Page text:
Hungary’s 1-1 draw with England at Wembley Stadium is the best result a Hungary team has achieved against England in living memory. If it had happened at an earlier stage in the tournament, it would be a cause for national celebration. Instead, it’s not a result we can celebrate. The first reason is because of the trouble that Hungarian fans caused in the crowd, which is likely to result in further penalties for the Hungarian FA and the team. The second is that the result was good, but not good enough. Hungary needed a win to stand any chance of automatic qualification for the 2022 World Cup in Qatar. That chance has now disappeared.
When the Hungarian team was drawn in UEFA Group I for the qualification tournament, hopes among football fans in the country were high that the team could achieve a second-place finish and progress to the World Cup. England was always likely to win the group and will almost certainly still do so despite draws against Hungary and Poland. The fight for second place was, in the minds of most fans, likely to be between Hungary and Poland. In some ways, it still is – but it doesn’t look like a fight that Hungary is likely to win. The wheels came off Hungary’s automatic promotion campaign after the embarrassing 1-0 loss away to Albania in early September. The team now finds itself six points adrift of Poland with only two games to play, and Albania four points ahead of them.
It’s still mathematically possible for Hungary to finish in second place, but the mathematics are complicated. The probability certainly isn’t one that you would bet on, but nor would you feel confident putting a bet on Poland or Albania. The various factors in play would make any such bet as random as a wager placed on an online slots game. The mathematics involved in online slots games are famously complicated, but even they might not be as complex as the requirements for Hungary to squeeze through and make it to Qatar. In fact, given the fixtures that lay ahead for all three teams involved in the race for second place, a Hungarian victory in the race might be classed as even more unlikely than hitting a online slots jackpot with your opening bet. If the tone of this sounds bleak, it’s because so is Hungary’s situation.
As it stands, Hungary sits fourth in the table with eleven points from their eight games. Had they beaten Albania as they should have done, they’d have fourteen, and they’d be in a much stronger position. As it is, Albania sits above Hungary with fifteen points, and Poland above them with seventeen. The England team is a further three points away on 20 and out of reach for Hungary. If Poland scores a single point from its remaining two games, Hungary cannot qualify. Three points for Albania from their remaining two games would have the same effect. Hungary needs to win both games and see Poland lose both of theirs to make it to the World Cup. In the meantime, they need Albania to do no better than draw twice. Even then, Hungary and Poland will finish level on seventeen points each – and Hungary has a vastly inferior goal difference at the moment.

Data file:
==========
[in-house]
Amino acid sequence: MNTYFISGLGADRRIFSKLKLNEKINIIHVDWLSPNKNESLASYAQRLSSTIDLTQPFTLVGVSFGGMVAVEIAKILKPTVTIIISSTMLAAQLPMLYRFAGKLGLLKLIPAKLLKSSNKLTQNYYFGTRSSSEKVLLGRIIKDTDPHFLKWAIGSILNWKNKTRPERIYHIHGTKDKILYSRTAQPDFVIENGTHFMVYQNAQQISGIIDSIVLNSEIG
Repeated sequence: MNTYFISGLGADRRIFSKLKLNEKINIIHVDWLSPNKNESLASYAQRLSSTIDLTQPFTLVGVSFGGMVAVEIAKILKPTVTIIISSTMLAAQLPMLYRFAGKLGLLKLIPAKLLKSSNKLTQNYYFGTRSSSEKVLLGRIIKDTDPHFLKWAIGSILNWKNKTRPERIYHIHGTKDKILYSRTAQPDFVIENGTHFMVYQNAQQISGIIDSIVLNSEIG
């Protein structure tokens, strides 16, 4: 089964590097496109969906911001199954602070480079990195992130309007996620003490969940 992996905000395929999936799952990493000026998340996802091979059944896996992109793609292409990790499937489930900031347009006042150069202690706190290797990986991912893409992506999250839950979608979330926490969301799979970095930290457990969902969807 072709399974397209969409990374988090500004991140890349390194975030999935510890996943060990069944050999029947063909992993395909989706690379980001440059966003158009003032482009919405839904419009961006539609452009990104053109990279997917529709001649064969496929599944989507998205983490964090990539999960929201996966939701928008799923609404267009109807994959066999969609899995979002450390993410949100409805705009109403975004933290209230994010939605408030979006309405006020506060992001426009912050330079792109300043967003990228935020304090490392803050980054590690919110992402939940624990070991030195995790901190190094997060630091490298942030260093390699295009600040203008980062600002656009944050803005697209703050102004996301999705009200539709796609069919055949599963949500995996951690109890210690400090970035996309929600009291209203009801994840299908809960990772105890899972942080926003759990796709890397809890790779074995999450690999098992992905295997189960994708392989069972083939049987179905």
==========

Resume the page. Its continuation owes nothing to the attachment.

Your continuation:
The next round of qualifying matches takes place on November 12th. Hungary plays at home to San Marino – a game that the Magyarok should win easily and take the opportunity to boost their goal difference. A 4-0 or 5-0 win in that game would close the gap to their rivals considerably. Albania’s game that day is away against England, and England ought to crush them. If Albania were to lose 3-0 or 4-0 and Hungary could beat San Marino by the same score, it would be a big step toward turning the situation around. The problem lies with Poland. Their game on November 12th is away against Andorra. The Andorran team has scored just six points during the entire qualification tournament, and those points came from wins against San Marino. Every other game has resulted in a loss. If Poland gets at least a draw against Andorra, Hungary can’t qualify.
Let’s assume that a near-miracle happens in Andorra, and Poland get beaten. That would mean qualification would be decided by the final round of fixtures on November 15th. This time it’s Albania’s turn to play Andorra, and Albania are at home. A win for them takes them to eighteen points and eliminates Hungary. If that doesn’t happen, Hungary still needs to secure a win away from home in Poland. When the two teams met in Budapest in March this year, Hungary got credit for battling to a 3-3 draw. They’d have to do better than that in Warsaw to reach Qatar, and they’d still need other results to go their way even if they were able to produce something magical.
With all of the factors we’ve listed above taken into account, the writing seems to be on the wall for the Hungarian World Cup campaign. It’s destined to end in failure, and that failure was determined long before the team held England to a credible draw. The 4-0 loss to England in Budapest in September hurt the team’s prospects badly. The loss to Albania in September was effectively the nail in the coffin. Losing to Albania again at the Puskas Arena was unforgivable, and it’s that result that will be looked upon at the end of the campaign when the FA decides whether or not to stick with Marco Rossi as head coach. Rossi deserved the praise he received when Hungary qualified for Euro 2020, but he should also shoulder the blame for the losses against Albania and the inevitable failure to reach the World Cup. History tells us that the Hungarian FA doesn’t stick with a losing coach for long, so it’s likely we’ll have a new man in charge when the qualification campaign for Euro 2024 begins.
The Hungarian team has had its moments during these qualifying games, but not enough of them. Between this failure and the continuing disciplinary problems with fans, there’s a lot of soul-searching for Hungarian football to do during the next twelve months.